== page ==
- Activation of DNA damage control and apoptosis genes, including the p53 pathway, was greatly increased in treated mice with intact Top2b.
- Increased levels of Top2b correlated with increases in gene transcription, double-strand breaks and cell death.
So far, it looked a lot like the way doxorubicin attacks cancer cells via Top2a. But the team then repeated the experiment 72 hours after doxorubicin treatment. They found:
- Activation of DNA damage pathways was replaced by mitochondrial dysfunction and oxidative phosphorylation pathways in mice with intact Top2b. Mitochondria generate a cell’s energy and in the process control ROS.
- Expression of genes vital to the formation and proper function of mitochondria was reduced in the presence of Top2b.
New suspect: Topoisomerase 2b
A series of experiments confirmed that ROS generation was caused by changes in gene activation, not the redox cycle; that doxorubicin treatment generated ROS in the hearts of Top2b-positive mice, but this was reduced by 70 percent in mice with Top2b knocked out; and that hearts of mice with intact Top2b had diminished pumping capacity after treatment with the drug.
Thus, doxorubicin causes heart damage both by inducing DNA double strand breaks and by affecting the heart muscle’s metabolism. Both factors are entirely dependent on Top2b.
Clinical study launched to test biomarker potential
The team’s mouse model experiments led to a clinical study now under way among two types of cancer patients – those who have received small amounts of doxorubicin and developed heart problems, and those who received large amounts of the drug yet without apparent heart damage.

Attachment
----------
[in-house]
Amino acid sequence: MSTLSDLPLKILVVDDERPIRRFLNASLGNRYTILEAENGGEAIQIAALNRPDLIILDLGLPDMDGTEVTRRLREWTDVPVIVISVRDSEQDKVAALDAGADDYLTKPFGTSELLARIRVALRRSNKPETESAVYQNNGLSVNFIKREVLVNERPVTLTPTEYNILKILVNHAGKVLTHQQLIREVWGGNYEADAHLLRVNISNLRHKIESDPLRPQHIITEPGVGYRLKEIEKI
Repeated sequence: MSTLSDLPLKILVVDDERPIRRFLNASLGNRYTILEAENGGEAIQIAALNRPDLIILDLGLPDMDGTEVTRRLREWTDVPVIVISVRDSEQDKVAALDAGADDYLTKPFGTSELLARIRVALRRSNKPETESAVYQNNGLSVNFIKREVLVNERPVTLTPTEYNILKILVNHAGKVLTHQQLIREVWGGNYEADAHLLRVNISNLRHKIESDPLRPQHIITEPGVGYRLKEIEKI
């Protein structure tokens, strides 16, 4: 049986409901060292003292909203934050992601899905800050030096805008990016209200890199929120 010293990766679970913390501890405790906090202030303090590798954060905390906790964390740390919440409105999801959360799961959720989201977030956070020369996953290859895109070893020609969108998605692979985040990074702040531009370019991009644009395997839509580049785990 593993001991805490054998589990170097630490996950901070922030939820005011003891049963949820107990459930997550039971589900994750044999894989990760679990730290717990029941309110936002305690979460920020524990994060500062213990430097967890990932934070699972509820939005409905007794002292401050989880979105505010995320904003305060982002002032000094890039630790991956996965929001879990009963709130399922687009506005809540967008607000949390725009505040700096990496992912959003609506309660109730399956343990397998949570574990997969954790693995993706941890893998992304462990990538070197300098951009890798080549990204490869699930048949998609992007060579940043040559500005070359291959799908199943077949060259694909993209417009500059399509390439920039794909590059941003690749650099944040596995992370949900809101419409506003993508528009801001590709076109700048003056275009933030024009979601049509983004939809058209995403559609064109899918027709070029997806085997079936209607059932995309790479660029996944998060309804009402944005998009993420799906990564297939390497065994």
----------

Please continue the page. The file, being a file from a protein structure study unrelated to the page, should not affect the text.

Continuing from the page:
The study aims to find whether patients’ blood levels of Top2b indicate their sensitivity to doxorubicin-induced heart damage. It’s funded by a $1.84 million, 5-year grant from the Cancer Prevention and Research Institute of Texas.
If the outcome of the clinical study is as predicted, a simple blood test could indicate who will be sensitive to doxorubicin, Yeh said. Protective measures, such as using cardiac protective drugs or close monitoring, could be taken early in treatment or the drug could be avoided altogether.
Another exciting alternative to avoid doxorubicin-induced cardiotoxicity is to develop drugs that only target Top2a, Yeh said.
“We want to make sure that cancer patients will have healthy hearts to enjoy their life after successful cancer treatment,” Yeh said.
Co-authors with Yeh are first author Sui Zhang, M.D., Ph.D., and Tasneem Bawa-Khalfe, Ph.D., both of MD Anderson’s Department of Cardiology; Xiaobing Liu, M.D., and Long-Sheng Lu, M.D., Ph.D., of the Texas Heart Institute/St. Luke’s Episcopal Hospital in Houston; and Yi Lisa Lyu, Ph.D., and Leroy Liu, Ph.D., of the Robert Wood Johnson Medical School at the University of Dentistry and Medicine of New Jersey. Xiaobing Liu also is affiliated with the Ninth People’s Hospital, Shanghai Jiao Tong University School of Medicine in Shanghai.
The project was funded by grants from The National Institutes of Health National Cancer Institute (CA102463), the Cancer Prevention and Research Institute of Texas, the Robert and Janice McNair Foundation, the New Jersey Commission on Cancer Research, and the U.S. Department of Defense.
University of Texas M. D. Anderson Cancer Center